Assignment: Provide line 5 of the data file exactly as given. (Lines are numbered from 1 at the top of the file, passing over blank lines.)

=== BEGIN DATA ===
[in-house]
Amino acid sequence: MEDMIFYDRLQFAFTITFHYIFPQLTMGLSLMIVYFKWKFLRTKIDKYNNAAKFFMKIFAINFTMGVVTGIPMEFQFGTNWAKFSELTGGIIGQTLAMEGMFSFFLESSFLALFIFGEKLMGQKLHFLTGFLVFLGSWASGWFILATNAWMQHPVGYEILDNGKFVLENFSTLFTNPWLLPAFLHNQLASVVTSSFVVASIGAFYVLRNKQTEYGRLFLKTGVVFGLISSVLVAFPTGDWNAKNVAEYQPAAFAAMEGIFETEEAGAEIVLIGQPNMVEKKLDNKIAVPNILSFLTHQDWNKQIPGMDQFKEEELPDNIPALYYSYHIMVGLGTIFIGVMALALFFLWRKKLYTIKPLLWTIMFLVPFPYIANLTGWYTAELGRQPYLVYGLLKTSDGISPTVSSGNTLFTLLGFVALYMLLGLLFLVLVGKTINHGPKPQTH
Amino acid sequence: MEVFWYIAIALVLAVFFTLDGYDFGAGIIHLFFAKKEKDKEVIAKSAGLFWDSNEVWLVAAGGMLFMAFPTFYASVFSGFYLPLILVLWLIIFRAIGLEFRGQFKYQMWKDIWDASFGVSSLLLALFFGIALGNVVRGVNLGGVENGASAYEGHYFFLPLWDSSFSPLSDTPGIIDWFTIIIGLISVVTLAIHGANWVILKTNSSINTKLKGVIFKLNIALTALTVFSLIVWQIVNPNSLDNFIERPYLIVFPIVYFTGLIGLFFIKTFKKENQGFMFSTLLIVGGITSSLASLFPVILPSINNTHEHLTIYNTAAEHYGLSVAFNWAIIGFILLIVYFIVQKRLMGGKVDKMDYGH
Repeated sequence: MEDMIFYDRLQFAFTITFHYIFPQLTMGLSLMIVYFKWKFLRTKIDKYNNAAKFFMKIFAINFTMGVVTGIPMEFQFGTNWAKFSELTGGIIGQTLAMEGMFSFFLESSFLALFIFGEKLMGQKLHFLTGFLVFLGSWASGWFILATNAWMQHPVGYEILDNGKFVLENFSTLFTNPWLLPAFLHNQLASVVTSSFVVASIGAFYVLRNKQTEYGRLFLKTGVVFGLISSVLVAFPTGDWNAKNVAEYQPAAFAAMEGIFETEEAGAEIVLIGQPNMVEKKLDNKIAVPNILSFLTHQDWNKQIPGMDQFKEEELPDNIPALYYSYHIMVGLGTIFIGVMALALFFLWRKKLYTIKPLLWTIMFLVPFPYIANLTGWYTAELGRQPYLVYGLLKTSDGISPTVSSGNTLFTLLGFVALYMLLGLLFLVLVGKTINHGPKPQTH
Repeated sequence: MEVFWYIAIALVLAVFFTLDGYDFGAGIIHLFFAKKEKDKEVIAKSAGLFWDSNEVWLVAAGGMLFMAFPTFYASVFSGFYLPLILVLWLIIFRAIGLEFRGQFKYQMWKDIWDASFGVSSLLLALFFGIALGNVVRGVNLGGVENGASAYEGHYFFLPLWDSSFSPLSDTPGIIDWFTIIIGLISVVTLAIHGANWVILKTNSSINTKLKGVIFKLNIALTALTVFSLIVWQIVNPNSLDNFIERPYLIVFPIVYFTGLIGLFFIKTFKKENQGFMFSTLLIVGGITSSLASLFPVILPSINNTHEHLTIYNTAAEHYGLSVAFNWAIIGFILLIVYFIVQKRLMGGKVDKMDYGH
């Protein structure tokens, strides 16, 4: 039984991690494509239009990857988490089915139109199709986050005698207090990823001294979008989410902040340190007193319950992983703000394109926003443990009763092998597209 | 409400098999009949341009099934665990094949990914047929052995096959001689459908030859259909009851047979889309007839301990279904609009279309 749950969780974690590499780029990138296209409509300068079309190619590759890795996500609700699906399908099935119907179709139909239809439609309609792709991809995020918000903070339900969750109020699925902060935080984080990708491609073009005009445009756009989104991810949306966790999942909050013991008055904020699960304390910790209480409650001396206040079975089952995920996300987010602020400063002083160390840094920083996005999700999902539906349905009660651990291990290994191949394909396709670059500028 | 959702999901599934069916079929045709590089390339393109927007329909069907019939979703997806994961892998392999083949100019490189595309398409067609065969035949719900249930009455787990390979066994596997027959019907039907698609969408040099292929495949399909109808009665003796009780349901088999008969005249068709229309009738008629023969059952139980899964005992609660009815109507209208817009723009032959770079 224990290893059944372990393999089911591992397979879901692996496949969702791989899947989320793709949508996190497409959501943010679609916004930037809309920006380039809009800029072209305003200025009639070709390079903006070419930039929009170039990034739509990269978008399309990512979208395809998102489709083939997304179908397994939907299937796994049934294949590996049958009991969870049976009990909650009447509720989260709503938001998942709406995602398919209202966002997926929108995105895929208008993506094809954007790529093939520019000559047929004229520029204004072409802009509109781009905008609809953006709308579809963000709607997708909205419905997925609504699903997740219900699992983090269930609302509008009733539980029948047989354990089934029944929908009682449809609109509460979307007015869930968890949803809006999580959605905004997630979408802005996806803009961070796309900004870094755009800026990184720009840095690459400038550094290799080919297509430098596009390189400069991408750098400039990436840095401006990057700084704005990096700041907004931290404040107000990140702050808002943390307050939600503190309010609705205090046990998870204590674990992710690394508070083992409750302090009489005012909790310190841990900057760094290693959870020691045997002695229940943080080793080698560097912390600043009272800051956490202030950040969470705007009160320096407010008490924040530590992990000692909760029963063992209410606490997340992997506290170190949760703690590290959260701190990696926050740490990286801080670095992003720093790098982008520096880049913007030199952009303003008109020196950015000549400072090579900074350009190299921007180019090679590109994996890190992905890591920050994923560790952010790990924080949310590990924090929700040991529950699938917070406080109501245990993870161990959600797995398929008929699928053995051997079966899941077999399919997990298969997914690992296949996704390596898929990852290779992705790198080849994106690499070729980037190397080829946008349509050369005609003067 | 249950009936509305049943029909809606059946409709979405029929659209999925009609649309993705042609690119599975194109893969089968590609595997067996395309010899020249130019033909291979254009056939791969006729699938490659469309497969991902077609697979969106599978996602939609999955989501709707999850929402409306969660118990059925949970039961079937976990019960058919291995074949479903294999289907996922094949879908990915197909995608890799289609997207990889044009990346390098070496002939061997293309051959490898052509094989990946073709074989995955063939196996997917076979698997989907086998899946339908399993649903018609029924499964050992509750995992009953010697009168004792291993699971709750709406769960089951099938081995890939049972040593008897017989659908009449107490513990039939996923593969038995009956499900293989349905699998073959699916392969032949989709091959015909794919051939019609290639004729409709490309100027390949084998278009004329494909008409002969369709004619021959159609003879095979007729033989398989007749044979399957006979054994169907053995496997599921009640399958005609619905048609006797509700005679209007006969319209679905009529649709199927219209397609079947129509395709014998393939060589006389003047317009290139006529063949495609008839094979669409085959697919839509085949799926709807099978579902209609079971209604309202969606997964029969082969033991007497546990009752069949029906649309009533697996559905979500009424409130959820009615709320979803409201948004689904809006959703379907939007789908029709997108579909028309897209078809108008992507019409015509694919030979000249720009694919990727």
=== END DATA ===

Repeated sequence: MEVFWYIAIALVLAVFFTLDGYDFGAGIIHLFFAKKEKDKEVIAKSAGLFWDSNEVWLVAAGGMLFMAFPTFYASVFSGFYLPLILVLWLIIFRAIGLEFRGQFKYQMWKDIWDASFGVSSLLLALFFGIALGNVVRGVNLGGVENGASAYEGHYFFLPLWDSSFSPLSDTPGIIDWFTIIIGLISVVTLAIHGANWVILKTNSSINTKLKGVIFKLNIALTALTVFSLIVWQIVNPNSLDNFIERPYLIVFPIVYFTGLIGLFFIKTFKKENQGFMFSTLLIVGGITSSLASLFPVILPSINNTHEHLTIYNTAAEHYGLSVAFNWAIIGFILLIVYFIVQKRLMGGKVDKMDYGH